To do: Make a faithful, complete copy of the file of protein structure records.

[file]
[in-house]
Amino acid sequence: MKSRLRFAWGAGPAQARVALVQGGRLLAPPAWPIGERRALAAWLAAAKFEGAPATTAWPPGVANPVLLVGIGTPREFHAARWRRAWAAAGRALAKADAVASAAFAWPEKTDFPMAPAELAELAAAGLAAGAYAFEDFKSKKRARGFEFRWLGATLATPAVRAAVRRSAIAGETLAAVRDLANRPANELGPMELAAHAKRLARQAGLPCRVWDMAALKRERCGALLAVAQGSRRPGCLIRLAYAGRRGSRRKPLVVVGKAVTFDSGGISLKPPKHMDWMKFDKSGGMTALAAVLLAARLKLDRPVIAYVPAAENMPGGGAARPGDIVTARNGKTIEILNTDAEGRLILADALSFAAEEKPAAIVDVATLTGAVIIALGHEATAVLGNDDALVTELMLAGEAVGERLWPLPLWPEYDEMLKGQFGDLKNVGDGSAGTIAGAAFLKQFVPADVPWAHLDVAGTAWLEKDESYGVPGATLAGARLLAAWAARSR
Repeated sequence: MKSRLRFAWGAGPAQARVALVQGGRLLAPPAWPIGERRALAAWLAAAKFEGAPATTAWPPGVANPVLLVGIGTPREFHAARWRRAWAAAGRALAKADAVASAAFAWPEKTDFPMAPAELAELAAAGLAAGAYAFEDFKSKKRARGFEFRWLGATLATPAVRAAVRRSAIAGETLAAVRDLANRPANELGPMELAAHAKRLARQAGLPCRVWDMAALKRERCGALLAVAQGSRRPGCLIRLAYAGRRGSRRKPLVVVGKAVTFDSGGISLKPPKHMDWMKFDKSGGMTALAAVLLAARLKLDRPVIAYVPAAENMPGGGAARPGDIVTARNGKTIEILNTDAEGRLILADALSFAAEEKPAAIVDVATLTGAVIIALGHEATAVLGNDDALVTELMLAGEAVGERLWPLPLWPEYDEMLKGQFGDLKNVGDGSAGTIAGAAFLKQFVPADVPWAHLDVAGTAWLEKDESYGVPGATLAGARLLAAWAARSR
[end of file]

[in-house]
Amino acid sequence: MKSRLRFAWGAGPAQARVALVQGGRLLAPPAWPIGERRALAAWLAAAKFEGAPATTAWPPGVANPVLLVGIGTPREFHAARWRRAWAAAGRALAKADAVASAAFAWPEKTDFPMAPAELAELAAAGLAAGAYAFEDFKSKKRARGFEFRWLGATLATPAVRAAVRRSAIAGETLAAVRDLANRPANELGPMELAAHAKRLARQAGLPCRVWDMAALKRERCGALLAVAQGSRRPGCLIRLAYAGRRGSRRKPLVVVGKAVTFDSGGISLKPPKHMDWMKFDKSGGMTALAAVLLAARLKLDRPVIAYVPAAENMPGGGAARPGDIVTARNGKTIEILNTDAEGRLILADALSFAAEEKPAAIVDVATLTGAVIIALGHEATAVLGNDDALVTELMLAGEAVGERLWPLPLWPEYDEMLKGQFGDLKNVGDGSAGTIAGAAFLKQFVPADVPWAHLDVAGTAWLEKDESYGVPGATLAGARLLAAWAARSR
Repeated sequence: MKSRLRFAWGAGPAQARVALVQGGRLLAPPAWPIGERRALAAWLAAAKFEGAPATTAWPPGVANPVLLVGIGTPREFHAARWRRAWAAAGRALAKADAVASAAFAWPEKTDFPMAPAELAELAAAGLAAGAYAFEDFKSKKRARGFEFRWLGATLATPAVRAAVRRSAIAGETLAAVRDLANRPANELGPMELAAHAKRLARQAGLPCRVWDMAALKRERCGALLAVAQGSRRPGCLIRLAYAGRRGSRRKPLVVVGKAVTFDSGGISLKPPKHMDWMKFDKSGGMTALAAVLLAARLKLDRPVIAYVPAAENMPGGGAARPGDIVTARNGKTIEILNTDAEGRLILADALSFAAEEKPAAIVDVATLTGAVIIALGHEATAVLGNDDALVTELMLAGEAVGERLWPLPLWPEYDEMLKGQFGDLKNVGDGSAGTIAGAAFLKQFVPADVPWAHLDVAGTAWLEKDESYGVPGATLAGARLLAAWAARSR